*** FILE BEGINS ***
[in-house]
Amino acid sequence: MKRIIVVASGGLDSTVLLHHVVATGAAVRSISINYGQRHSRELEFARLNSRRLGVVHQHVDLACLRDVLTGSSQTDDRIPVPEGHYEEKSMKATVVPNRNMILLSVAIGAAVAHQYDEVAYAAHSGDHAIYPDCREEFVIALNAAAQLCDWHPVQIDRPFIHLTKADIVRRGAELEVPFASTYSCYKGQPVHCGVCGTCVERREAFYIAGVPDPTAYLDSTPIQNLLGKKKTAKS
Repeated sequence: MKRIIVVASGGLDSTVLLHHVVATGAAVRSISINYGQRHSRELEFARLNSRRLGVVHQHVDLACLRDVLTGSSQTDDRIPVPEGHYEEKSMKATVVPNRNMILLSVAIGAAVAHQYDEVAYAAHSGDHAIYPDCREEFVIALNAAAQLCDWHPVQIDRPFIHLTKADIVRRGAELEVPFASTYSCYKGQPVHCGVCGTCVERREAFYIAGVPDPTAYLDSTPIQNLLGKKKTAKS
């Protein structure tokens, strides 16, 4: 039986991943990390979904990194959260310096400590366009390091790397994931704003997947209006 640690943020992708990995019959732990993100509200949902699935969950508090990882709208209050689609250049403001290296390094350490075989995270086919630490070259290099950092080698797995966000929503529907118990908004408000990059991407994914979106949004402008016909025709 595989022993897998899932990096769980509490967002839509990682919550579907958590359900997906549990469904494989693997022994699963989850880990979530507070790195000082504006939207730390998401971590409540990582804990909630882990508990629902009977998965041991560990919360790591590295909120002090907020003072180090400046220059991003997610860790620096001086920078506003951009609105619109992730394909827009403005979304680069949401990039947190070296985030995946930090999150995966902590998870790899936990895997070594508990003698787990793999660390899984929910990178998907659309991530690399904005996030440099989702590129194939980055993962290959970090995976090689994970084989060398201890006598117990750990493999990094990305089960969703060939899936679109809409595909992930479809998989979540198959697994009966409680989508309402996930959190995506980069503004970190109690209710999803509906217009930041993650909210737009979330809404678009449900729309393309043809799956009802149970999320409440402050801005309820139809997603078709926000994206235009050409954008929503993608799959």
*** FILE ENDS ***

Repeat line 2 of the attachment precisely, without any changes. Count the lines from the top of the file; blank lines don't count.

Amino acid sequence: MKRIIVVASGGLDSTVLLHHVVATGAAVRSISINYGQRHSRELEFARLNSRRLGVVHQHVDLACLRDVLTGSSQTDDRIPVPEGHYEEKSMKATVVPNRNMILLSVAIGAAVAHQYDEVAYAAHSGDHAIYPDCREEFVIALNAAAQLCDWHPVQIDRPFIHLTKADIVRRGAELEVPFASTYSCYKGQPVHCGVCGTCVERREAFYIAGVPDPTAYLDSTPIQNLLGKKKTAKS